However, that same 2017 study found that more than half of workers (51%) would be willing to retrain or upskill, in order to work with automation or AI. With some believing that 40% of the world’s jobs will eventually be replaced by robots capable of automating tasks, this may be a wise position to take.

Takeaway: As people are becoming more aware of AI’s capabilities the threat that automation posess seems to be causing more anxiety. However, as our past Customer Service in the Age of Artificial Intelligence study shows, the lackluster customer experience that interactions that rely solely on AI are providing should serve as a comforting reinforcement that AI is more effective as a supplement to human roles, rather than a replacement.

How Chatbots Impact Brand Perception

You’d be hard pressed to find a brand today that doesn’t have some sort of chatbot or digital assistant designed to improve the customer experience.

In fact, the use of chatbots by service teams is projected to grow 136% over the next 18 months. Much of the investment from brands has been made in an effort to reap the nearly $8 billion yearly in customer support cost savings. With these numbers, it’s no wonder brands are jumping on the chatbot bandwagon.

While our data shows that this cost savings might not be as easy to achieve as companies think — with consumers reporting that their interactions with bots are not as efficient or effective as those with human customer service agents — there is something to be said about tech adoption and the effect it has on brand perception.

We asked respondents, “How does your experience with a brand’s chatbot impact your perception of that brand?” In general, 31% said it doesn’t impact their perception, while 25% said: “It makes me think the brand is just following in the footsteps of other brands using chatbots.” However, 18% of respondents said that “A positive chatbot experience improves my brand loyalty.”

Ai chatbot survey stats on brand percepstion from Zingle.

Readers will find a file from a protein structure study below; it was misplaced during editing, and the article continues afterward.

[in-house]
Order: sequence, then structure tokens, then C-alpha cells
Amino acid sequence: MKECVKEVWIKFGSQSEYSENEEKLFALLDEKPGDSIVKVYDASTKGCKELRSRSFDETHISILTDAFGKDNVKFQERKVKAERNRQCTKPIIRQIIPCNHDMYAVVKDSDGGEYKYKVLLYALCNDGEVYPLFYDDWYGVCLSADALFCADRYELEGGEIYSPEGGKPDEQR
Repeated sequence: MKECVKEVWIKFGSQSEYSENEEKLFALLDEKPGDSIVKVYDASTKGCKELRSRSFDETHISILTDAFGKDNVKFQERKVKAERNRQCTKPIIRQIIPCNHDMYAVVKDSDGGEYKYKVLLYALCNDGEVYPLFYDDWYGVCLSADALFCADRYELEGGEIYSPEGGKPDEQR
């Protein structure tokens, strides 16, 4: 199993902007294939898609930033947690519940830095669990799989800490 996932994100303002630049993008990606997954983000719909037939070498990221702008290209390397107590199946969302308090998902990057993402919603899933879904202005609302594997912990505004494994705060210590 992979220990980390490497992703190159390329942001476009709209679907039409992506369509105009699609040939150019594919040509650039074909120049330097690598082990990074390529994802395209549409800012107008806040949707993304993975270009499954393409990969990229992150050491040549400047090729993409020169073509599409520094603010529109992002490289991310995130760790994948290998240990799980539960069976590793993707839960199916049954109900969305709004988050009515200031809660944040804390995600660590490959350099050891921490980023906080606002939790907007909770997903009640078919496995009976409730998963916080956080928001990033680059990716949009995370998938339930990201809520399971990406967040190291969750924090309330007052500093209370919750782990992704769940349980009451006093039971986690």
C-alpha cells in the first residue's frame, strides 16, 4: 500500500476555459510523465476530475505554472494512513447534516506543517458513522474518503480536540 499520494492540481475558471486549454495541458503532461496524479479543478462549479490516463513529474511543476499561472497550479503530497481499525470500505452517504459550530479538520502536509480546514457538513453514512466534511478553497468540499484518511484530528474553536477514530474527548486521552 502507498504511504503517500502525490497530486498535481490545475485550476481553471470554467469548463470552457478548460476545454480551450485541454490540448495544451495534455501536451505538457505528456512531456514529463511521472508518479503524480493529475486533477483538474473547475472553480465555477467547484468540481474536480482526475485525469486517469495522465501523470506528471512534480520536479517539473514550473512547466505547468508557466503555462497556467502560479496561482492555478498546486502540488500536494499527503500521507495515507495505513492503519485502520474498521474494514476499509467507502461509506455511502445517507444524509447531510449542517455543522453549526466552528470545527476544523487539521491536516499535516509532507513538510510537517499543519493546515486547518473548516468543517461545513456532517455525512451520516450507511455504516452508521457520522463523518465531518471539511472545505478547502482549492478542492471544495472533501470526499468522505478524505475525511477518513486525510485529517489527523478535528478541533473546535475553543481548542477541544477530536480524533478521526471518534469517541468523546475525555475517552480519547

And with brands across the globe working feverishly to gain an understanding of Gen Z and Millennial consumers, it’s important to note that they were the most likely (20%) to say that a positive chatbot experience improves their brand loyalty.

Those ages 60+ seem to be the most cynical of brands adoption of chatbots, with 32% saying that they see it as a brand following in the footsteps of others.

Takeaway: When it comes to the brands that are leveraging machines to interact with humans, 1-in-4 consumers think that they are just doing so simply because their competitors are. Brands would be wise to take a step back and carefully analyzing how and why they are deploying AI to interact with customers to ensure it adds to the customer experience, instead of doing so in an attempt to keep up with the “Jonses”.

These results paint an increasingly complex relationship between chatbots and consumers. While a good percentage trust machines as much as humans when it comes to the handling of their personal data, the bar has been set extremely low by the haphazard actions of companies. Respondents also show that the worry that the automation that underpins chatbot technology will someday replace them in their jobs is very real.

But perhaps the biggest takeaway is similar to our previous study, which suggests that brands must combine a mix of high tech (AI) and high touch (humans) in order to meet today’s expectations for superhuman customer service. Customers, especially those in the younger and growing millennial and Gen Z demographic, demand good service and a great experience. One in three say there is nothing a brand can do to win them back after a bad experience.

Knowing that, brands can ill afford to rely on technology alone to deliver a great customer service experience. Rather than deflect conversation with automated chatbots, the right technology must be deployed to automate simple responses and actions, but also smart enough to identify and escalate complex issues that require real interaction.

The human, not replaced but enhanced by machines, will have more time for the personal attention necessary to provide an experience the consumer will remember.